“Usually when you do a systemic review or a systematic map, you might have 12,000 studies to look through, which is a manageable number,” Grames said. When the researchers finished collecting the data and removing duplicates, they had over 135,000 research papers to sort through. As researchers designed the methods for search criteria, they included over 1500 synonyms for “insect,” including genus-level names. But not all the search results they received were relevant. For example, if Grames wants to search for changes in insect abundance, she might search “change” and “insect” and “abundance” in the database. With with those search terms, she would get results that included changes in gene abundance in fruit flies, which are commonly used biological models. Clearly, those studies are not relevant for EntoGEM. Grames said this challenge has helped with developing new methods for synthesis and identifying better ways to search.
Creating a global community
Grames and her colleagues recently organized an all-day symposium on insect decline at the International Congress of Entomology.
“It was really well attended,” Grames said. “People came and stayed for the whole day because there was such a fantastic lineup of talks. ... It was really awesome to have that many people in one room really excited about insect decline and conservation.”
The Global Insect Threat-Response Synthesis (GLiTRS) also attended and is a similar effort based in the United Kingdom that Grames looks forward to collaborating with.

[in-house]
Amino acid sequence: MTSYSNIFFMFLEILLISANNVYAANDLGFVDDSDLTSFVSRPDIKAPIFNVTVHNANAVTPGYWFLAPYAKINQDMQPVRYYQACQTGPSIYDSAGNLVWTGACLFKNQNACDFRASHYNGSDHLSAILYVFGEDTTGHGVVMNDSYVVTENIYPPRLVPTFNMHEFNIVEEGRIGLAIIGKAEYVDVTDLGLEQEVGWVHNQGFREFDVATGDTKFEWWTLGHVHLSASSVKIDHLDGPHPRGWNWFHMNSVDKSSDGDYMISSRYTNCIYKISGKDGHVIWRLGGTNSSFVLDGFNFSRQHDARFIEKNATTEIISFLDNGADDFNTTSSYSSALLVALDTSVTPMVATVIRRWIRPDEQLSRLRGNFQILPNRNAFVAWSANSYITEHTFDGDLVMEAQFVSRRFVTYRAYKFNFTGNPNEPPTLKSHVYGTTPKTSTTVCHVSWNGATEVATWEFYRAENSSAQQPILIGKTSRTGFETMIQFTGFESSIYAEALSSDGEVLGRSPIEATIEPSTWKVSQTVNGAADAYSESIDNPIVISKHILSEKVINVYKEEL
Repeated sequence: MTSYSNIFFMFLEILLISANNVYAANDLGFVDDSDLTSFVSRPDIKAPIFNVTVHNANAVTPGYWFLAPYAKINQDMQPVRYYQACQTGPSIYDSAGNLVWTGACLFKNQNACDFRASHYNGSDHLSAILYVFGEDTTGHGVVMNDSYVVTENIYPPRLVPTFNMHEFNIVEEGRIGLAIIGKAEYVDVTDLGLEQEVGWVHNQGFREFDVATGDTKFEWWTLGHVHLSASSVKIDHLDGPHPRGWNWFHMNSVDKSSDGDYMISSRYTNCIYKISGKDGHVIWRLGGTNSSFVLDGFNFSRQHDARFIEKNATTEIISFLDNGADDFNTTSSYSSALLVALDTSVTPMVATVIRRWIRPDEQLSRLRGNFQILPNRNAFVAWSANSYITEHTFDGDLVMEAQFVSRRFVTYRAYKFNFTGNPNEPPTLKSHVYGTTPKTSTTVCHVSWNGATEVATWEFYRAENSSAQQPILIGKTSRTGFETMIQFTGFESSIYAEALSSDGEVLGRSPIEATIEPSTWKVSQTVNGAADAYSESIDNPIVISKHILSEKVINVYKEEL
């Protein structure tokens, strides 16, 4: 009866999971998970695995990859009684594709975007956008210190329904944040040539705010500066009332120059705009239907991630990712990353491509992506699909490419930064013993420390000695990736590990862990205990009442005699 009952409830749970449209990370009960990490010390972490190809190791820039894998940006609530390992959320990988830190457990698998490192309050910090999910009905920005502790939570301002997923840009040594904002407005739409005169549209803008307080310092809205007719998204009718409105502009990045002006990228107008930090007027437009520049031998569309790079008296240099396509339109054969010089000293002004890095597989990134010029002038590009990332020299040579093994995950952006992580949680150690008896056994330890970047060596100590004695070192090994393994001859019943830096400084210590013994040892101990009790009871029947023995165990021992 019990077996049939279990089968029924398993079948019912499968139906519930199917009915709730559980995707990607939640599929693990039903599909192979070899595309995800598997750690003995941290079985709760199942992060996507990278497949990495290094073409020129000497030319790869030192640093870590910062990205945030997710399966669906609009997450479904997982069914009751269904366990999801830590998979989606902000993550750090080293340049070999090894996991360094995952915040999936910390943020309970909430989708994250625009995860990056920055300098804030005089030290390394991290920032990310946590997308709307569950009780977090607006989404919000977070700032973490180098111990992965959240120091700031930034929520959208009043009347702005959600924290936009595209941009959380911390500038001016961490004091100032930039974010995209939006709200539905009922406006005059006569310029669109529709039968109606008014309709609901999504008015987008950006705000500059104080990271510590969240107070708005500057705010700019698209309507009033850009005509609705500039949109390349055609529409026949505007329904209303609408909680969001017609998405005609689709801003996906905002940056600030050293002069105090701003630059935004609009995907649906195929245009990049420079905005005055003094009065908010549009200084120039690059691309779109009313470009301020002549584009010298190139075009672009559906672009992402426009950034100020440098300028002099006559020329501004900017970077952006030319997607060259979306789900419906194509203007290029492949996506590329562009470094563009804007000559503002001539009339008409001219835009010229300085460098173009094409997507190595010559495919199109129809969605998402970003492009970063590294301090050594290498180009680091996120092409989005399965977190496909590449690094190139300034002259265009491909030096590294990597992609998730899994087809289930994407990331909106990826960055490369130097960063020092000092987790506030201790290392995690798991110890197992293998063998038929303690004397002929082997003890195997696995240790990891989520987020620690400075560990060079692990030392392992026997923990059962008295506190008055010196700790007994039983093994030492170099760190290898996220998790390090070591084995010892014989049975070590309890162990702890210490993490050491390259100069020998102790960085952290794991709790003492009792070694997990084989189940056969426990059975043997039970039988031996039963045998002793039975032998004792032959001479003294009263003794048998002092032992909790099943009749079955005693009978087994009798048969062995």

“It was really good to have all these amazing, globally-recognized researchers in the same room all talking about, ‘How can we collaborate and make sure we’re all being as efficient as possible in sharing data with each other to help the insects?’” she said.
EntoGEM will be incorporating data from citizen science apps like iNaturalist and Seek, but they’re more focused on non-digitized data sources, as those present the biggest challenge and a large portion of the available research and data.
Funding from NSF is designated for research coordination, rather than primary research. It will help support the researchers in meeting to discuss and synthesize information.
“So far EntoGEM has been doing pretty good with very minimal funding,” Grames said. “[The grant] will help by expanding participation in the network and awareness of EntoGEM so that more people will help with processing the data and curating it and getting it into the platform, coming up with new uses for it and integrating those efforts with what other people are doing.”
Grames doesn’t have a favorite insect, but she does have favorite studies that she’s come across in her work. A multi-decadal research study about Harlequin ducks in Iceland and their reproductive biology looked at “food abundance” which actually turned out to be a great study on midges. Another example of unexpected entomology data was a study looking at lake core sediments. One of the outputs from that study was density of midge heads. They used midge heads because each head is definitely one individual (as opposed to legs), and the lake core provided a 400-year sequential data set for midge populations that was carbon dated.
As Grames works to analyze thousands of research studies, she’s making it easier for other researchers to use insect population data.
“We don’t know where the gaps are,” Grames said. “By systematically identifying all these datasets and figuring out where they are, we can figure out what’s missing and what information we really need.”